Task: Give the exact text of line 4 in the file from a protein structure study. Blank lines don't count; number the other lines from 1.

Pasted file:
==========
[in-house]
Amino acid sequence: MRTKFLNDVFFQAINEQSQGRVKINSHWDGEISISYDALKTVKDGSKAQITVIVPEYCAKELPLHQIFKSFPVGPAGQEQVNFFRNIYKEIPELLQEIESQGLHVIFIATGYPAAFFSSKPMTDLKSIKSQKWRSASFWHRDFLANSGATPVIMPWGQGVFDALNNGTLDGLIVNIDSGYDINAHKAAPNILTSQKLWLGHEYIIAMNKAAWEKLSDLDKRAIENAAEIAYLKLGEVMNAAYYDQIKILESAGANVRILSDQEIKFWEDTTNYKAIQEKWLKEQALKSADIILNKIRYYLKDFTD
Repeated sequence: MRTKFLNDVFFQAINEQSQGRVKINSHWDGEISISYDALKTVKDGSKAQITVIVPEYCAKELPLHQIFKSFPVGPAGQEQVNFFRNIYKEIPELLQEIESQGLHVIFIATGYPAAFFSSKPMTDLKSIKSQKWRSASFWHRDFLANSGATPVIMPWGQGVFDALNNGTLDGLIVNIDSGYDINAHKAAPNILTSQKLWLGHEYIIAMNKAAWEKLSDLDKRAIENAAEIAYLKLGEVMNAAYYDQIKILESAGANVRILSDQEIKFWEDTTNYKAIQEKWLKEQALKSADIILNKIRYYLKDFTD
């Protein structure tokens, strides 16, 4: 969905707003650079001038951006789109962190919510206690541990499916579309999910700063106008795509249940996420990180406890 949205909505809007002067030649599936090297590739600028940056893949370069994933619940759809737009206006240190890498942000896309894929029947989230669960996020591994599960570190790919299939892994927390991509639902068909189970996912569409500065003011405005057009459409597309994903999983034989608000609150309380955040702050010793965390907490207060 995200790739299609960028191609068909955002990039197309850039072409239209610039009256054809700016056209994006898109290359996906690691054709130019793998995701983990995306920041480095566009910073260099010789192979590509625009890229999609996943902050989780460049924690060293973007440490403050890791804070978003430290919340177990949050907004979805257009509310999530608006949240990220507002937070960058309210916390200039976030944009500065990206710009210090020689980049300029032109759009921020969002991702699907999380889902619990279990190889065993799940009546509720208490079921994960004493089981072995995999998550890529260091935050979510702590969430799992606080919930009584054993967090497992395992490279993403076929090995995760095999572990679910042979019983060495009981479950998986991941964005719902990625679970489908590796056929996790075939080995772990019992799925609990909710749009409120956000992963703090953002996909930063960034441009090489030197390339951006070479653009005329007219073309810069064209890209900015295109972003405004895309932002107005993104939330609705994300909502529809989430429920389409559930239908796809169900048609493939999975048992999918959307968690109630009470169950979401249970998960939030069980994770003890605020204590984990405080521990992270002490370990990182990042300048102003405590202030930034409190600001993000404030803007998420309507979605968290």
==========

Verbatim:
């Protein structure tokens, strides 16, 4: 969905707003650079001038951006789109962190919510206690541990499916579309999910700063106008795509249940996420990180406890 949205909505809007002067030649599936090297590739600028940056893949370069994933619940759809737009206006240190890498942000896309894929029947989230669960996020591994599960570190790919299939892994927390991509639902068909189970996912569409500065003011405005057009459409597309994903999983034989608000609150309380955040702050010793965390907490207060 995200790739299609960028191609068909955002990039197309850039072409239209610039009256054809700016056209994006898109290359996906690691054709130019793998995701983990995306920041480095566009910073260099010789192979590509625009890229999609996943902050989780460049924690060293973007440490403050890791804070978003430290919340177990949050907004979805257009509310999530608006949240990220507002937070960058309210916390200039976030944009500065990206710009210090020689980049300029032109759009921020969002991702699907999380889902619990279990190889065993799940009546509720208490079921994960004493089981072995995999998550890529260091935050979510702590969430799992606080919930009584054993967090497992395992490279993403076929090995995760095999572990679910042979019983060495009981479950998986991941964005719902990625679970489908590796056929996790075939080995772990019992799925609990909710749009409120956000992963703090953002996909930063960034441009090489030197390339951006070479653009005329007219073309810069064209890209900015295109972003405004895309932002107005993104939330609705994300909502529809989430429920389409559930239908796809169900048609493939999975048992999918959307968690109630009470169950979401249970998960939030069980994770003890605020204590984990405080521990992270002490370990990182990042300048102003405590202030930034409190600001993000404030803007998420309507979605968290």